For my current project I’m researching European medicinal books going back to the 1400s. These herbals are among the earliest secular books printed in Europe. Their content often dates back to antiquity and ancient Arabic manuscripts. The earliest printed herbals seem to float somewhere between ancient European knowledge, and folklore and the dawn of modern scientific inquiry. For me, the images in these books remind me that plants arrived here first. They deserve our protection and respect. Acknowledgments below.
Series II – 1499 CE Water Lily Pond
A study for a larger project I am working on this fall. This woodcut of a water lily (above) was first printed in Germany in the 1499. Likely, the woodcut is based on a drawing made in Italy.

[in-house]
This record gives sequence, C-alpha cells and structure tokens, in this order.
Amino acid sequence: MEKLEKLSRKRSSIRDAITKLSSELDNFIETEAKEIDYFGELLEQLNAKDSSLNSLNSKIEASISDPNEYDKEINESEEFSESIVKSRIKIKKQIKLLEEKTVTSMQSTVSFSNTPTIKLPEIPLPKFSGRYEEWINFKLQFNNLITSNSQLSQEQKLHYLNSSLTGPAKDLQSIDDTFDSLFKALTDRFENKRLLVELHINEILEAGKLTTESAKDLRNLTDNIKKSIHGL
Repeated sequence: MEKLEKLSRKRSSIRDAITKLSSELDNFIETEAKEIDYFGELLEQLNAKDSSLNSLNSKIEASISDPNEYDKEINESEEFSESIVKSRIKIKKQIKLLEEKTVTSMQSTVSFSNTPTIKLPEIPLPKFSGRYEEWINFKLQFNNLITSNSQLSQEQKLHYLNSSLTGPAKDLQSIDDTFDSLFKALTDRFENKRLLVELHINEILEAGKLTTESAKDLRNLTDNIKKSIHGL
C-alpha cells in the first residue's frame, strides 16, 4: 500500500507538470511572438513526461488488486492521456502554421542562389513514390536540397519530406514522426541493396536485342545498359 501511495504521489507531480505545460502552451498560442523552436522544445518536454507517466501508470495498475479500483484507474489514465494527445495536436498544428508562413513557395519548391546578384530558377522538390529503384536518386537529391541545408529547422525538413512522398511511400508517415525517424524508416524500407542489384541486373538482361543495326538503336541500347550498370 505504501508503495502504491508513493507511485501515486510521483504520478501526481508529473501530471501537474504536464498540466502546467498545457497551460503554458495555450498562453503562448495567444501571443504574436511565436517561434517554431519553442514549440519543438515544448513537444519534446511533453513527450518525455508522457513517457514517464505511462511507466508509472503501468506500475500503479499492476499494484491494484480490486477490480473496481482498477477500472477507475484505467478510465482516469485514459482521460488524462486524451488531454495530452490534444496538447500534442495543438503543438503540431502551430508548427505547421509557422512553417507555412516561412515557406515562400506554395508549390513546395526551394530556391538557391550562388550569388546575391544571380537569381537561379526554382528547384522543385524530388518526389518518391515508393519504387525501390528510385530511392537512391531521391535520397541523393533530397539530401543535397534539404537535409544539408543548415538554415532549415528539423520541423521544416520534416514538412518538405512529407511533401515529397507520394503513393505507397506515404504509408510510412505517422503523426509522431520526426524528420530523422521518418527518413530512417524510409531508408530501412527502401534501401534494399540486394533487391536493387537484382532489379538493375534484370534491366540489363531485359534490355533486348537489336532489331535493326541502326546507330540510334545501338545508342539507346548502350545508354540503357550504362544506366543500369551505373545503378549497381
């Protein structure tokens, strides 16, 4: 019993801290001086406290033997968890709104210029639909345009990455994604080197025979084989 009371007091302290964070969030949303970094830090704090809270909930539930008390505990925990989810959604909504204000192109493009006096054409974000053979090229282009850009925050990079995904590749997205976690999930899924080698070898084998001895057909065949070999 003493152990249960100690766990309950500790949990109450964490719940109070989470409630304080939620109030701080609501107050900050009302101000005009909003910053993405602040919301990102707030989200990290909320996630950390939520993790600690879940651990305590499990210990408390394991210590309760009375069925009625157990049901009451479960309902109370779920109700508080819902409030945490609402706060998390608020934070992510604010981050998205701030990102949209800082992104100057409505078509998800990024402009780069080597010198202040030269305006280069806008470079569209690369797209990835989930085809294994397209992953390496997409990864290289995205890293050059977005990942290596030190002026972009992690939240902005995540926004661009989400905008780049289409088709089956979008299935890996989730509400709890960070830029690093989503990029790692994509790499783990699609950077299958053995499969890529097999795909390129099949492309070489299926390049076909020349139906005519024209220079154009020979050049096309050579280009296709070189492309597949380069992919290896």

The Herball, or Generall Historie of Plantes by John Gerard was printed in 1597 in London. Pictured below the garden crocus (Crocus Sativus) and the Trout Lily (Erythronium americanum) which is native to Canada. Other flowers I worked with include the native Canadian wildflower Bloodroot (Sanguinaria Canadensis). I start with a wood engraving from the Herbal and continue with my own photos to make more abstract images. All prints are 8×10 and produced on a riso printer on Mohawk paper.
Some key sources for this project:
Arber, Agnes. Herbals: Their Origin and Evolution. A Chapter in the History of Botany 1470-1670. Cambridge University Press, 1912.
Tomic, Milena. Course materials: The History of Printmaking, OCADU, Toronto, ON. 2020
Wicks, Tristan. Latin translations and project feedback.